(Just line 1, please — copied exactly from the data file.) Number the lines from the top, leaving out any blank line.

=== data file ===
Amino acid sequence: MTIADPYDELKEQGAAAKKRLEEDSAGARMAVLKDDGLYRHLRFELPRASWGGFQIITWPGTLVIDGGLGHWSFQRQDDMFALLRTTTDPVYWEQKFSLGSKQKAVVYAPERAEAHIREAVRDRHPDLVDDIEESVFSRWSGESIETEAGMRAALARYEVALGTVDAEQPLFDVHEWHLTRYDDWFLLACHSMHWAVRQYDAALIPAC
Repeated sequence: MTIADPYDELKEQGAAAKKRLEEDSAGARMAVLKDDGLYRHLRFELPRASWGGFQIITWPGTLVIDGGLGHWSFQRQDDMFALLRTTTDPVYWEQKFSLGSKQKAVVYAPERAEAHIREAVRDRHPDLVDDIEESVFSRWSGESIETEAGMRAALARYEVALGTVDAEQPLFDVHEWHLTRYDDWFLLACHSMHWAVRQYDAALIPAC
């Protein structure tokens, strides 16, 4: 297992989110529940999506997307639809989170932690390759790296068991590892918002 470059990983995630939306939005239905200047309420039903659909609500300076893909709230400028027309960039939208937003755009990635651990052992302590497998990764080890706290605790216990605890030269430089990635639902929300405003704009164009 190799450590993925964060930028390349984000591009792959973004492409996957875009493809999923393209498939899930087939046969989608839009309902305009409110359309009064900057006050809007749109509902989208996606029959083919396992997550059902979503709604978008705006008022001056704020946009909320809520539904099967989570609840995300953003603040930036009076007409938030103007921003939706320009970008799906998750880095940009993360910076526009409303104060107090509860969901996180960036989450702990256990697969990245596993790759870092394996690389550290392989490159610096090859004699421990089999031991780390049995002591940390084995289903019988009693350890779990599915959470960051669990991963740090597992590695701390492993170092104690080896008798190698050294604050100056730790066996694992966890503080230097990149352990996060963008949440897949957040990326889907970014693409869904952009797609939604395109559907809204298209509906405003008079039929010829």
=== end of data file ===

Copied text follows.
Amino acid sequence: MTIADPYDELKEQGAAAKKRLEEDSAGARMAVLKDDGLYRHLRFELPRASWGGFQIITWPGTLVIDGGLGHWSFQRQDDMFALLRTTTDPVYWEQKFSLGSKQKAVVYAPERAEAHIREAVRDRHPDLVDDIEESVFSRWSGESIETEAGMRAALARYEVALGTVDAEQPLFDVHEWHLTRYDDWFLLACHSMHWAVRQYDAALIPAC